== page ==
Debates like this have been an important part of judges' work over recent decades, and sometimes have been intense. My impression is that today in the U.S., this war is largely over. All judges of the U.S. Supreme Court pay a great deal of attention to the words of statutes today, and to the technical tools of statutory interpretation. There remain disagreements about how far to depart from these methods, but they are more on the margins than at the core.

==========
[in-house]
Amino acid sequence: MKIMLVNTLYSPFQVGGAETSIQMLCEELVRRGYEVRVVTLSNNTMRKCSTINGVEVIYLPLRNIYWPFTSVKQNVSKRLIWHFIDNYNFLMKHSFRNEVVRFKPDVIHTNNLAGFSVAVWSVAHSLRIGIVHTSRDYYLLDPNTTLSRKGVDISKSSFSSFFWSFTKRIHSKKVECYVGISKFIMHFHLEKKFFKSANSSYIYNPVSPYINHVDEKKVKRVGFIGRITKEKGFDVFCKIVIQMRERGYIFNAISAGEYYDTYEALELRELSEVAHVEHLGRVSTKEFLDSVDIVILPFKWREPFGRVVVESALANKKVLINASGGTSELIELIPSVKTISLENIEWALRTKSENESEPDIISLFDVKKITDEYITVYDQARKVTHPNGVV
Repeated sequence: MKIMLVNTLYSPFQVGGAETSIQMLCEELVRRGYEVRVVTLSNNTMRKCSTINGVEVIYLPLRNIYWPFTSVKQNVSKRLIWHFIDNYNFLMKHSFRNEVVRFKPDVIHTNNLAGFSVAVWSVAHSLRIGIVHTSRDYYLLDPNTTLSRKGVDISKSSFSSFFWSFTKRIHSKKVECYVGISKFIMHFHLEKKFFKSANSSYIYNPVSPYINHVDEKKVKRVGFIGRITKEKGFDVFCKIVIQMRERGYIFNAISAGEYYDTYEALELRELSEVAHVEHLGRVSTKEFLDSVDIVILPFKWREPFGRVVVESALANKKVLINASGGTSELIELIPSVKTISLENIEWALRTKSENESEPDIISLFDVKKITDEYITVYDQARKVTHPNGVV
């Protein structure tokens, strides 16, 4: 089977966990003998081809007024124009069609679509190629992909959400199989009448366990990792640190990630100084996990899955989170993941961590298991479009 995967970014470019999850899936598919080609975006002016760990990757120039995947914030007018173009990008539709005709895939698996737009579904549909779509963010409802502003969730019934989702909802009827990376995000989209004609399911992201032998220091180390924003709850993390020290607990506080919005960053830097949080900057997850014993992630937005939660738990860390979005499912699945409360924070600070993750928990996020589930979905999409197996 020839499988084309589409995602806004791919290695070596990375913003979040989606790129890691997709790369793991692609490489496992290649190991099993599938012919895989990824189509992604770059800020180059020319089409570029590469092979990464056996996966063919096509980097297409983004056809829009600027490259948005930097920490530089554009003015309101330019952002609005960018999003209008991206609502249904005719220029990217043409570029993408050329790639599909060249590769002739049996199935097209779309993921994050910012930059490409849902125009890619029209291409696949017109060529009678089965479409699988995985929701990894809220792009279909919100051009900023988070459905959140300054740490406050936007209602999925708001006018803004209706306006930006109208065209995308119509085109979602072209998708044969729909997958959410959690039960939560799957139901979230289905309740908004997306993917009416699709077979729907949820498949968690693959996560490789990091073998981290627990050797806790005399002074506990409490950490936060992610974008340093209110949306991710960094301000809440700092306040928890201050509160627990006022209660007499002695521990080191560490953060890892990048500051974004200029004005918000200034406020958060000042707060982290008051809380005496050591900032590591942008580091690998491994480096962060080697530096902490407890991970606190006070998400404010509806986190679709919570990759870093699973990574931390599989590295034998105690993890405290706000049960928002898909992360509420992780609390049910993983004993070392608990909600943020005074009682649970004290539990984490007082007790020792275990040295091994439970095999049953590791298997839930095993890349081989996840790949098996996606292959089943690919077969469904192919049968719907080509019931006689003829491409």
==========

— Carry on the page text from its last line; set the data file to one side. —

Within this comparative consensus, or at least truce, the Hall case is an outlier: a case where the goals of fidelity to legislative language and to legislative intention are more or less inescapably opposed. I would favor Breyer's side of the argument, but my main point is that these two central commitments -- to language and intention -- both have valid claims upon us. Indeed, the majority opinion is written by Justice Sotomayor, who more often is aligned with Justice Breyer in opposing the views of the more conservative members of the Court. And because statutory interpretation turns on such fundamental commitments, it actually does matter to all of us.